Arnulf Hausleiter

Visiting Research Scholar 2015-16

Arnulf Hausleiter (MA 1992, PhD 1996 University of Munich, Habilitation 2012 Freie Universität Berlin) is a Near Eastern archaeologist currently based at the Orient Department of Berlin’s German Archaeological Institute (DAI). Since 2004 he has been co-directing the Saudi-German multidisciplinary field project at the oasis of Tayma, Northwest Arabia.

He was assistant professor at Berlin’s Freie Universität (1997-2002), and at the Carsten Niebuhr Institute, University of Copenhagen (2003), and guest professor at Vienna University (2003-2004). Currently teaching at the Freie Universität Berlin he has also taught at other European universities.

Following his research interests in Bronze and Iron Age civilisations in the Near East, he also participated to excavations at the Assyrian capital Ashur, Iraq, and co-directed a survey of the lower town of the provincial Assyrian town Til Barsip, Syria. Since 2009 he has been working in the city of Arbil, Iraqi Kurdistan. In 2002 he was member of the UNESCO team investigating the impact of the planned Makhool dam on archaeological sites in the Tigris valley. He authored or co-edited several books on ceramic studies (1999, 2010, 2014), rituals (2003) or archaeological thought (2002).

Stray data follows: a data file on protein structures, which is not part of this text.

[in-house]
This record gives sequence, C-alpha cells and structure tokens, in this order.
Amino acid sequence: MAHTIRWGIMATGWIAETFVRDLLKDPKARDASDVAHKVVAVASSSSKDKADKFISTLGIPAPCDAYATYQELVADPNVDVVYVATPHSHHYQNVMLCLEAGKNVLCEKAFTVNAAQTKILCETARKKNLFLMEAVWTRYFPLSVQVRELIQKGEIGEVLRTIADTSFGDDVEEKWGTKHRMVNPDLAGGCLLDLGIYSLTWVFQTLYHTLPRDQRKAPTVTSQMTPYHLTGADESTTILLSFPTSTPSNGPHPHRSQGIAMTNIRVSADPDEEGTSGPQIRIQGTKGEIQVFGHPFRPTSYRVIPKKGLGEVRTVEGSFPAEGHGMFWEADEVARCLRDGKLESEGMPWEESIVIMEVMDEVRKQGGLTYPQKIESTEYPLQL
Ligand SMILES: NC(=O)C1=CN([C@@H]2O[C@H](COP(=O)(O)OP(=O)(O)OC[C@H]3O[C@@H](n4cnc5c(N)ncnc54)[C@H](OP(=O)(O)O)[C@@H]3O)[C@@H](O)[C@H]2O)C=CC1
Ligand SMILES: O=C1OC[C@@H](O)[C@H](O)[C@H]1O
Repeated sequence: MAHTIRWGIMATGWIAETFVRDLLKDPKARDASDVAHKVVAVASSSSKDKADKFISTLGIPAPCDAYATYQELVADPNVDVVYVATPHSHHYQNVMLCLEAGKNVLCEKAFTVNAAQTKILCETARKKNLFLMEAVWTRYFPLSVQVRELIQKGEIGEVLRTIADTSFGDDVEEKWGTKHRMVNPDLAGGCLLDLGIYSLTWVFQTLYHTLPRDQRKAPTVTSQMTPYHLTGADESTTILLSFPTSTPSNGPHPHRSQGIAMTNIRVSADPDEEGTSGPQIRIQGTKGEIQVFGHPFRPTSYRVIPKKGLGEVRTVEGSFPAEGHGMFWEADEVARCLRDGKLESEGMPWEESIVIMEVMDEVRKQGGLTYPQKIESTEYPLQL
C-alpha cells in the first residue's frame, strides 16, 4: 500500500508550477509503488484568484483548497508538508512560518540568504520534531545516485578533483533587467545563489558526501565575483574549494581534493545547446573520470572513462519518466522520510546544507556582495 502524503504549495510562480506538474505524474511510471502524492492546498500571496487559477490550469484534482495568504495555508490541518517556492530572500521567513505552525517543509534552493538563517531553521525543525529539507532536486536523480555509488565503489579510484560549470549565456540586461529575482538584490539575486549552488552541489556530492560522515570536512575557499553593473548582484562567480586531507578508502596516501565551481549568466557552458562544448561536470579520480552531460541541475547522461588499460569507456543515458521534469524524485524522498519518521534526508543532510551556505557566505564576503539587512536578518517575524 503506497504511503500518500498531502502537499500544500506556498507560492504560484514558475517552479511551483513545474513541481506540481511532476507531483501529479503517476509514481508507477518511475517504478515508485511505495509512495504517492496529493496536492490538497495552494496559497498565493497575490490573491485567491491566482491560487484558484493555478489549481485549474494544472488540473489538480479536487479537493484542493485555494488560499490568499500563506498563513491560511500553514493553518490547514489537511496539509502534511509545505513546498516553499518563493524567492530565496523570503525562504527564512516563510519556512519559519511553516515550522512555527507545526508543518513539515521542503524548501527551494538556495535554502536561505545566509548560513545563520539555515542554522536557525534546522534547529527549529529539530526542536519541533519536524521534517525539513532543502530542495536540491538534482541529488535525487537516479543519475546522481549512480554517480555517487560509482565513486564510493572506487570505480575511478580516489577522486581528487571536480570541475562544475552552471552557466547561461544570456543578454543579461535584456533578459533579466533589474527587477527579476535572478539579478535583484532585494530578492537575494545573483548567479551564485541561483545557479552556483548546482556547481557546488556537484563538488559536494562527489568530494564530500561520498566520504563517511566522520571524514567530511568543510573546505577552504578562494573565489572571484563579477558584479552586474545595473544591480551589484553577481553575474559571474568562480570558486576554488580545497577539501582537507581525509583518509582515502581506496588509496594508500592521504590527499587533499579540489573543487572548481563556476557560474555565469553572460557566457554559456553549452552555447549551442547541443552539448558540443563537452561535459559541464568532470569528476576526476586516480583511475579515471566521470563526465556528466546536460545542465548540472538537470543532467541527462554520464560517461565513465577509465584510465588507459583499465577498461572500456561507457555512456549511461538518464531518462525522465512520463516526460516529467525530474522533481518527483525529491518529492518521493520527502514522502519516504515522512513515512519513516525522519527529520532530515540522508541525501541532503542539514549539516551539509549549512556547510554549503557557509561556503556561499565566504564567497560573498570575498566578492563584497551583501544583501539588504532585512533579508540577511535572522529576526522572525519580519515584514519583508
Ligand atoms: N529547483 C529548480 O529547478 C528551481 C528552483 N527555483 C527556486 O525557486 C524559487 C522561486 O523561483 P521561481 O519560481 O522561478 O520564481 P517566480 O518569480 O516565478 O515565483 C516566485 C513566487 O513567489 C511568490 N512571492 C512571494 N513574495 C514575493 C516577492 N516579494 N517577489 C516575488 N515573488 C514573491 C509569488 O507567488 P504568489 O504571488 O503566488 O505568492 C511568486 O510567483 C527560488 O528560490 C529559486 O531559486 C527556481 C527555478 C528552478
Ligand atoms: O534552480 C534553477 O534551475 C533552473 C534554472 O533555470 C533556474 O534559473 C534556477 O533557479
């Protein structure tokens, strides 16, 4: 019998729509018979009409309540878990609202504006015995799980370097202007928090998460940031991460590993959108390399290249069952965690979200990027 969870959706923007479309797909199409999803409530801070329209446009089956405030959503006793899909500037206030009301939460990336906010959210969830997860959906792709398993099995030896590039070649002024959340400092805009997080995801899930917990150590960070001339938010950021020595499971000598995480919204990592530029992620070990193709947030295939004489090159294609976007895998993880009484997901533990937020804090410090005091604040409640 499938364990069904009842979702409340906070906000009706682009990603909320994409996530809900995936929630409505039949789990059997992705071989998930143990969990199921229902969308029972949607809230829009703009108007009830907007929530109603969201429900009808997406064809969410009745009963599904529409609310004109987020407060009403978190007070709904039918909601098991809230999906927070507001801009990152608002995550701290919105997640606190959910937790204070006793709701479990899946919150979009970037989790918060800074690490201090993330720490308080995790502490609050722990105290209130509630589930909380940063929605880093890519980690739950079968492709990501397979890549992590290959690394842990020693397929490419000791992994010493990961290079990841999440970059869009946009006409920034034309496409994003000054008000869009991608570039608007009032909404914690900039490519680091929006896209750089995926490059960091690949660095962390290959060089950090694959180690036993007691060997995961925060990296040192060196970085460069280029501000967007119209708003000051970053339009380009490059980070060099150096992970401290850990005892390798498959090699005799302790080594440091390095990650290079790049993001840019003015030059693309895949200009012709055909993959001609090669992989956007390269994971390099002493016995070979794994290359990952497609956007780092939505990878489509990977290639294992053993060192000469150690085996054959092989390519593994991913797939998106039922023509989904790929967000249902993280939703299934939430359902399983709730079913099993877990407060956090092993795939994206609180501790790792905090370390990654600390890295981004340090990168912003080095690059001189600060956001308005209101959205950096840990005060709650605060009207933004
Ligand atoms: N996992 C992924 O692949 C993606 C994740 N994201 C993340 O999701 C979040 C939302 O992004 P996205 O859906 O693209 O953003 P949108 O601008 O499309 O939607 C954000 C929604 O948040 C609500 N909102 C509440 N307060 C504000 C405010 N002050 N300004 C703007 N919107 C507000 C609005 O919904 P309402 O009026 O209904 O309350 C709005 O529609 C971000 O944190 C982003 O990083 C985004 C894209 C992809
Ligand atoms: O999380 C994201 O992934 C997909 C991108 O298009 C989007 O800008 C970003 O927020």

At ISAW his research is aimed at re-defining the role of Northwest Arabia as a dynamic and culturally self-determined area located in one of the most interesting contact zones of the Near East. Starting with the key settlement of the region, the oasis of Tayma, material culture, aspects of social differentiation, diverse subsistence strategies, and trade relations will be investigated based on primary archaeological data from settlement and presumed élite-cemeteries – including results of most recent archaeometric results. Complemented by comparative analysis of data from key sites in neighbouring regions the emerging 2nd millennium BC “oasis urbanism” of Northwest Arabia will be closely investigated. It is expected that this phenomenon occurring at a limited number of ‘central places’ is a largely autochthonous development attracting neighbouring large-scale political entities rather than depending on them.